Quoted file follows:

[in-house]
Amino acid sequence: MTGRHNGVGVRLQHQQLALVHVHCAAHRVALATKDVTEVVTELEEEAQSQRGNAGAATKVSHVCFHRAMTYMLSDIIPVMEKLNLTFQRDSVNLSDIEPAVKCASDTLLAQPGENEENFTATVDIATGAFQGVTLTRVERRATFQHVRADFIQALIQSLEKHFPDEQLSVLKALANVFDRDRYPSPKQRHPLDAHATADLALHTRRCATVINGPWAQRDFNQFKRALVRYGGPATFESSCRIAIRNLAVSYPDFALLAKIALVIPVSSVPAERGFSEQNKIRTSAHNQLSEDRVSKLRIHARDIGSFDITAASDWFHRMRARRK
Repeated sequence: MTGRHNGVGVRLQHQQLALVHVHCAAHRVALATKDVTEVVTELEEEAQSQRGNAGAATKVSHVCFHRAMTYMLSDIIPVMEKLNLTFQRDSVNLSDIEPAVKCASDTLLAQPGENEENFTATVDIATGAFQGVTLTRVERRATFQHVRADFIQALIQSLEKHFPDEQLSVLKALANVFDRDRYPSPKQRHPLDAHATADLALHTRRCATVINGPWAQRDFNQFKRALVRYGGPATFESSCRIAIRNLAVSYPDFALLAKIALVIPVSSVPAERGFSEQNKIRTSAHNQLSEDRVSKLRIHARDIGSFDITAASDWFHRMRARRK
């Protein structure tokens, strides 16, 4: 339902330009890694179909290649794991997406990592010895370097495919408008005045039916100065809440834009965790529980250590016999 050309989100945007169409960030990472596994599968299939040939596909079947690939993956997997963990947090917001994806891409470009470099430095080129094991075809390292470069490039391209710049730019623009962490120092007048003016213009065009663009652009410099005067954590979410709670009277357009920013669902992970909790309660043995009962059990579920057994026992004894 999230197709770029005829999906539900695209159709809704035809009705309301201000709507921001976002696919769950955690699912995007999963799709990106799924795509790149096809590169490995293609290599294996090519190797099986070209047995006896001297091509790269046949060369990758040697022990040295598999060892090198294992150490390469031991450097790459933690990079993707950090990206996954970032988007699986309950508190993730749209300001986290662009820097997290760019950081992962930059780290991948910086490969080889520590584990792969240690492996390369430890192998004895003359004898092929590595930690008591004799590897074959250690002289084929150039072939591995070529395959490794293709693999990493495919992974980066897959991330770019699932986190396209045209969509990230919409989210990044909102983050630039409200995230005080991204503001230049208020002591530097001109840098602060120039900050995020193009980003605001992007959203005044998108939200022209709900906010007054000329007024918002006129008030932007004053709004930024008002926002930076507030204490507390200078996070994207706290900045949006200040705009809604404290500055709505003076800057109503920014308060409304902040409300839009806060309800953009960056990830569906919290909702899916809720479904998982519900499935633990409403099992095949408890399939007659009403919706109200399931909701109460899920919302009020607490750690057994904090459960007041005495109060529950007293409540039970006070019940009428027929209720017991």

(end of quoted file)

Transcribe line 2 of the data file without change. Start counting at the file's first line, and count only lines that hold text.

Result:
Amino acid sequence: MTGRHNGVGVRLQHQQLALVHVHCAAHRVALATKDVTEVVTELEEEAQSQRGNAGAATKVSHVCFHRAMTYMLSDIIPVMEKLNLTFQRDSVNLSDIEPAVKCASDTLLAQPGENEENFTATVDIATGAFQGVTLTRVERRATFQHVRADFIQALIQSLEKHFPDEQLSVLKALANVFDRDRYPSPKQRHPLDAHATADLALHTRRCATVINGPWAQRDFNQFKRALVRYGGPATFESSCRIAIRNLAVSYPDFALLAKIALVIPVSSVPAERGFSEQNKIRTSAHNQLSEDRVSKLRIHARDIGSFDITAASDWFHRMRARRK